Author: Stephen Alpher, CoinDesk; Translation: Song Xue, LianGuai
Last Thursday, Bitcoin experienced one of the most severe drops in history, at least partially due to the realization that a strong economy could mean continued interest rate hikes.
Last week, consumer spending and new home sales data for July were stronger than expected, prompting the Atlanta Fed’s GDPNow tool to raise its rapid growth forecast for Q3 (July-August-September) to 5.8%.
These numbers are typically seen after an economic recession, and the only other time the US experienced such rapid growth in the past decade was in the several quarters following the economic collapse of 2020.
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Bitcoin (BTC) had been hovering in a narrow range between $29,000 and $30,000 for several weeks, but on Thursday afternoon, due to economic news, it dropped to a low of $28,000. This triggered a series of stop losses and liquidations, causing Bitcoin to quickly fall below $25,000. A mild recovery since then has brought the price back to $26,000 at the time of writing.
Higher interest rates, longer duration?
This week, the Federal Reserve Bank of Kansas City will hold its annual Jackson Hole Economic Symposium, as well as a keynote speech by Federal Reserve Chair Jerome Powell on Friday morning.
Prior to this talk, Nick Timiraos of The Wall Street Journal, known as the “Fed Whisperer” due to his close relationships within the Federal Reserve, wrote a column on Monday morning suggesting that officials believe the so-called neutral interest rate could be much higher than previously expected. It’s a rather quirky topic, but the gist is that the Fed’s benchmark federal funds rate target, currently at 5.25%-5.50%, could stay at higher levels for a longer period than market participants anticipate.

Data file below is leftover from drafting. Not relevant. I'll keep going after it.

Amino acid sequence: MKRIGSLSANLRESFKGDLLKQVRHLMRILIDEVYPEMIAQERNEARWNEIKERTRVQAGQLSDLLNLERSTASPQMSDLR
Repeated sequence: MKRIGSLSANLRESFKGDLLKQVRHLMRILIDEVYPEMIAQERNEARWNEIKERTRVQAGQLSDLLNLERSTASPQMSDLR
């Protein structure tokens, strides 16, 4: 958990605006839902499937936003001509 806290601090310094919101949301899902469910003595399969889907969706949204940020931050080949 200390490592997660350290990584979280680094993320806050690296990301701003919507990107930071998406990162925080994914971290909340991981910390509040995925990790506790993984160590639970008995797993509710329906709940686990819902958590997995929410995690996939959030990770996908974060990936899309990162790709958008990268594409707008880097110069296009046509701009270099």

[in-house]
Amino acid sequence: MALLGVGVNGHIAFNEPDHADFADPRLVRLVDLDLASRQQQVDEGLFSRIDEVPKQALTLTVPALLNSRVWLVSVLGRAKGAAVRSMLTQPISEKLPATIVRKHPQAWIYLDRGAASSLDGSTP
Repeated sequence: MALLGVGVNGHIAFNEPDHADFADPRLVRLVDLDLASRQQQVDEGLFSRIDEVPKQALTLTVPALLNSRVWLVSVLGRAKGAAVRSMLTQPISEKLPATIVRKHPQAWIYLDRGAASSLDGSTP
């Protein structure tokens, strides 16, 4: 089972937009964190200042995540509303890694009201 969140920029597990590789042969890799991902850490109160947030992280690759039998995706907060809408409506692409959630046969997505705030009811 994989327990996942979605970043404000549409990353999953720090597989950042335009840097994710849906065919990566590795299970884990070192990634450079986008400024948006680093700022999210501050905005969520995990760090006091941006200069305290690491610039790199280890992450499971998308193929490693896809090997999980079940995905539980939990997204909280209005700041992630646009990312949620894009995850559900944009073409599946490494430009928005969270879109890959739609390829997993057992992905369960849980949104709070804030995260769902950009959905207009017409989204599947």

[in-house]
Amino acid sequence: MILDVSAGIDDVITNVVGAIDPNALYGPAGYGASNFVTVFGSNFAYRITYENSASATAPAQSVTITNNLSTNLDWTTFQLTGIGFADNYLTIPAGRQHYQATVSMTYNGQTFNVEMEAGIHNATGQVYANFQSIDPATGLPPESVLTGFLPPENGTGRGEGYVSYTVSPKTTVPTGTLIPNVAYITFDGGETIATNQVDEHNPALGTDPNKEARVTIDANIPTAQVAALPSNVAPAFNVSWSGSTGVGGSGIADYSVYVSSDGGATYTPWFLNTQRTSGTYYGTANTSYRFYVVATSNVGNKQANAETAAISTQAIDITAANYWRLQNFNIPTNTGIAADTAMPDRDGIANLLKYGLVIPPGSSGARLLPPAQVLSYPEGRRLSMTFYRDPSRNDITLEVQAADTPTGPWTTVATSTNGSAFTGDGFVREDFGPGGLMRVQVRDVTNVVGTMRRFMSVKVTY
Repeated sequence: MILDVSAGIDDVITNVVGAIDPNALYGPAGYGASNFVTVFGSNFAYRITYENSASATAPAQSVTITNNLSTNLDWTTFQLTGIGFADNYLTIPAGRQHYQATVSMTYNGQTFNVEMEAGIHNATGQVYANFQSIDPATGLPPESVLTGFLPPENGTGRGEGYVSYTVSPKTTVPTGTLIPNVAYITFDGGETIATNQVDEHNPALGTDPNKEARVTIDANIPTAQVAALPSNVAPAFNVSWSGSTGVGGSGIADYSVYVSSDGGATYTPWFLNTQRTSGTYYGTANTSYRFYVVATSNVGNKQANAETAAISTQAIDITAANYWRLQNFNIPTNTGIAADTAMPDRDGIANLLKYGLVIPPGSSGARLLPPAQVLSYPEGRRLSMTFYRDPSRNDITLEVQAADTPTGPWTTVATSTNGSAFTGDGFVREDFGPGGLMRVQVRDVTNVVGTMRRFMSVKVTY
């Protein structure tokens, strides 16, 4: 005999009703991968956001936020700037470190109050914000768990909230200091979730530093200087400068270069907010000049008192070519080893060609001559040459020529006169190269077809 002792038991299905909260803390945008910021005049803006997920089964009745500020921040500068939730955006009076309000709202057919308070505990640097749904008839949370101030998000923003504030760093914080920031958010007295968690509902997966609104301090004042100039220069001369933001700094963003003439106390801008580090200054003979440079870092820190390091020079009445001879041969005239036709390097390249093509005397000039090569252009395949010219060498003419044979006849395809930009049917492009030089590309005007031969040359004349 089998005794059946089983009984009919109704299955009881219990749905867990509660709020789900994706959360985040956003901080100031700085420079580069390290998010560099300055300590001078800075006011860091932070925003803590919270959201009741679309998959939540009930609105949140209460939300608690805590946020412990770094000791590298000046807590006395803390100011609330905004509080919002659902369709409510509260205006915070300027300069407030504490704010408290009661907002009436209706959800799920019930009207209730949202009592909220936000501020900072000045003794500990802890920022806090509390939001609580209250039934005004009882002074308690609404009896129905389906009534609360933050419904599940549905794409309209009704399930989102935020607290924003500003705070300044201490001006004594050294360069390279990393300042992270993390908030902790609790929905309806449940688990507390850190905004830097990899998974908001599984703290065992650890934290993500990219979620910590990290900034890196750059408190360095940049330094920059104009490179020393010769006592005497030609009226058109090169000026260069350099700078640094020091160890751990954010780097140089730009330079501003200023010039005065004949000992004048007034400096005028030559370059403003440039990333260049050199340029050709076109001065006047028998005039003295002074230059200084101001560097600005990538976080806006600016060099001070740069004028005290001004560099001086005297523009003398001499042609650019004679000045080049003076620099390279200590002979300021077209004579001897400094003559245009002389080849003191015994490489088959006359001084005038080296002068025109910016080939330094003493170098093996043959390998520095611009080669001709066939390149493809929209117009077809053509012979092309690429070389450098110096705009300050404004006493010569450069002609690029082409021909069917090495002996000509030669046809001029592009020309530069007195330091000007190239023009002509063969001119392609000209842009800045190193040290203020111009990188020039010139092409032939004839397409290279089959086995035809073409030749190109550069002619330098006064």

Considering a higher inflation target
On Monday, The Wall Street Journal also published a column by Jason Furman, the highest-ranking economic advisor to President Obama during his administration, urging the Fed to consider raising the inflation target from 2% to 3%.
Furman wrote, “A higher target helps cushion the economy against severe recessions.” “When the economy slows, rising inflation means that price increases and wage freezes may become more palatable alternatives for cost-cutting businesses compared to large-scale layoffs.”
What does this mean for Bitcoin?
Opinions may vary regarding higher neutral interest rates or faster target inflation rates, but the bond market quickly reacted to both pieces of news—the 10-year Treasury yield surged 9 basis points to a 16-year high of 4.34% on Monday morning.
Interest rate-linked tools compete for investors’ funds with risky assets such as Bitcoin, and higher interest rates mean less market interest in Bitcoin. In other words, why would you buy BTC when you can earn a risk-free return of 5% in a 6-month CD?
On the other hand, if the Federal Reserve indicates that it allows the inflation rate to exceed the current target of 2%, this would be an official acknowledgment of currency depreciation, which Bitcoin enthusiasts have been warning about.